Animism is a natural human impulse, as odd as that might seem in the context of greater Western culture. If you have ever cussed out an electronic device or a curb you tripped over, thanked your car for making it there in time, or mourned the loss of a beloved item, you engaged with those things in an animistic way. Animism means understanding that everything has a soul, from you and me to every animal, plant, object, and place. It is a cosmological perspective on the nature of reality that is compatible with most cultures, traditions, and paths, and an important feature of the philosophies and cosmologies of a great many religions, both historic and modern.
Fully embracing animism is a path to greater understanding of the spirits that exist around us, finding magic and wonder in urban zones, engaging compassionately with the world, and appreciating ourselves as one component of a much larger interconnected web of reality. It can also impact how we approach our sacred objects and magical tools, and even the act of working magic itself.
Since I mention animism rather frequently in different articles, I figured it was about time I specifically wrote a bit about animism itself.
The term “animism” was first coined by Sir Edward Burnett Tylor in his work Primitive Culture (1871). He derived the term from the Latin root word “anima,” which means air (element), breath, life, spirit, soul, inner vitality, and wind/breeze. He used it to describe commonalities of “primitive” cultures and spiritualities which had previously not been defined under a single term.
Animism means to view every person, animals, plant, object, and place as possessing a unique soul. Most animists are also polytheistic, believing in the multitudes of unique and independent deities and spirits which do not necessarily have a physical form on this plane of existence. Animism places us as individuals within a massive, interconnected world that is absolutely brimming with independent entities who are just as deserving of respect as we are, but can possess wildly different natures that are often difficult for us humans to fully comprehend.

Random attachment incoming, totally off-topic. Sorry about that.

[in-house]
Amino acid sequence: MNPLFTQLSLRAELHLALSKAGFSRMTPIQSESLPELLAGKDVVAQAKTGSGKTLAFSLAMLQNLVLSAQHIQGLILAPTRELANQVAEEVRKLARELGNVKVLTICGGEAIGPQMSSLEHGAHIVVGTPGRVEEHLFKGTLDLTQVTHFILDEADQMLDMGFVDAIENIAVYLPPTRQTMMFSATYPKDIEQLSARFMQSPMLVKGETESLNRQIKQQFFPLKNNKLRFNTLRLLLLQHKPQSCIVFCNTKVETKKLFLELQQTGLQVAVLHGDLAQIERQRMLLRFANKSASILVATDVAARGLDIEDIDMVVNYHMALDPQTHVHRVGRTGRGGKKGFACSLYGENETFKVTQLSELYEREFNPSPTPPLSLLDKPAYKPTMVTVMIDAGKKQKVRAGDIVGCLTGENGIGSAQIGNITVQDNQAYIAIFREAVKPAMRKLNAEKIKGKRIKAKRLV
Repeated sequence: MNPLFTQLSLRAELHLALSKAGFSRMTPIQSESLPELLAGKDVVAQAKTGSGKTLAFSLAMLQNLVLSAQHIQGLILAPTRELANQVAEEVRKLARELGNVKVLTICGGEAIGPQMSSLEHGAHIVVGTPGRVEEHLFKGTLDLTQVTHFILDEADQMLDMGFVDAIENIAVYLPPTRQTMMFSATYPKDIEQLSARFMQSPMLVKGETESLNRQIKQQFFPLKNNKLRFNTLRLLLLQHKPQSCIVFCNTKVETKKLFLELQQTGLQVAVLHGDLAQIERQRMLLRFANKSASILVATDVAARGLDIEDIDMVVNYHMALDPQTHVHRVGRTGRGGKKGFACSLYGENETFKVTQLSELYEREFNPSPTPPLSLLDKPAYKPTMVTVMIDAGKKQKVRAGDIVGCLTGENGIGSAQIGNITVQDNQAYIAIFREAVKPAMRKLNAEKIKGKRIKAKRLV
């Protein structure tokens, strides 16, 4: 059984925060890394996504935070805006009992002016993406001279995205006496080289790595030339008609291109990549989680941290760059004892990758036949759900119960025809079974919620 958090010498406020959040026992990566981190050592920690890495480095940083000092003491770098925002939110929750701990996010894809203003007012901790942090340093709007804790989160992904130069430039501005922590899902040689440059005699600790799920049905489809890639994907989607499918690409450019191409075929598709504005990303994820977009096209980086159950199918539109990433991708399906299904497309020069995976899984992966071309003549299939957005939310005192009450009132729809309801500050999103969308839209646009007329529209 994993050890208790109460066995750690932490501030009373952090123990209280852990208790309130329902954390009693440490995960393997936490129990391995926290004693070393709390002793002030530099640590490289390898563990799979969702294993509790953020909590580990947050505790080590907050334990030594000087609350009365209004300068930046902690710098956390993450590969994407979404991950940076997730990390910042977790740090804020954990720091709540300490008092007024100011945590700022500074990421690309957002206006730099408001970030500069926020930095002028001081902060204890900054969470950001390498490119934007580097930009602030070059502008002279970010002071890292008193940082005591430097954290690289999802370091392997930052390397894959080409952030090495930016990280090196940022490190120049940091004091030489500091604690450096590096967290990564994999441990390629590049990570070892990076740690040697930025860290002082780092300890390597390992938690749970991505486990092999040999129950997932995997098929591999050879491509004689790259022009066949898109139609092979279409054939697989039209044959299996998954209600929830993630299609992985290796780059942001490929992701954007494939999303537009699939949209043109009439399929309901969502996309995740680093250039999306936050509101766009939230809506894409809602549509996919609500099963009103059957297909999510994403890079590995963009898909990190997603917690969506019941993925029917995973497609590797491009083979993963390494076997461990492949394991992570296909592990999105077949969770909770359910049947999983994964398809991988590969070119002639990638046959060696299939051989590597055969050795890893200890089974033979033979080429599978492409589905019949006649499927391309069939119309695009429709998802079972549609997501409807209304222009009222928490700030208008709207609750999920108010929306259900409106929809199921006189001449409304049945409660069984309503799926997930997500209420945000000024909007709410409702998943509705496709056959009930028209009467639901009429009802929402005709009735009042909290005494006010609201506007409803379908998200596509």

The Difference Between Anthropomorphization and Animism
We do often attribute human-like characteristics to the souls and beings which also inhabit the world, so anthropomorphization happens often when you are animistic, but the two are separate concepts.
Anthropomorphizing means to apply human traits to something which does not actually have those human traits. Animism means to acknowledge the non-human souls within the world around us. For example, the design of Potato Head toys is an anthropomorphization of potatoes, but the toys themselves usually carry the soul of a toy.
Animistic humans tend to anthropomorphize the beings they encounter for two main reasons that I have observed. First, we are human, and so we filter everything through our humanness. We can try to separate ourselves from that, but ultimately we cannot be completely objective of things outside of our own experiences. That means that in order to understand what we perceive and experience, we filter it through our personal experiences and current understanding. On the very rare occasions when an experience is completely outside of current personal understanding, it tends to be very profound and often disorienting.
Second, we often do have things in common with the other beings which also inhabit the world, especially when you get to know them on an animistic level. No, they are not exactly the same as us, but I find it to be a joy to explore a foundation of our common ground and expand out into appreciation of our differences.
Animism is a Very Human Cosmological Perspective
We humans are naturally social creatures, who empathize with the people, places, and things we value. This has led countless religions and traditions from around the world and throughout history to include animistic perspective in their cosmologies and practices. A huge portion of indigenous religions include animism as part of their belief systems, as does Shinto, and it is believed by anthropologists that a majority of ancient spiritualities dating back to the paleolithic were also animistic in nature. Many modern pagan and pagan-adjacent religions and traditions, especially polytheistic traditions, include animism or animistic elements, even when they are not explicitly defined as such.
As such, animism does not in and of itself denote any particular religion, spirituality, or practice. It is a way to view the nature of the world around us, and so remnants of animistic thought can usually be found in modern cultures and religions, even those which specifically deny animism.
In modern American culture, we can find remnants of animism in books like The Velveteen Rabbit, just about every film ever made by Dream Works, and throughout the furry community. In fact, I would go so far as to say that when we are small children, we naturally engage with the things in our environment, and especially our toys, in animistic ways. We often give them names, include them in our games as friends, and even talk to them in ways that imply we receive answers our parents cannot hear. As we get older, most of us are enculturated to ignore those animistic impulses, and divorce ourselves from the idea that we could have so much fundamentally in common with the objects and places around us.
Approaching Animism with Baby Steps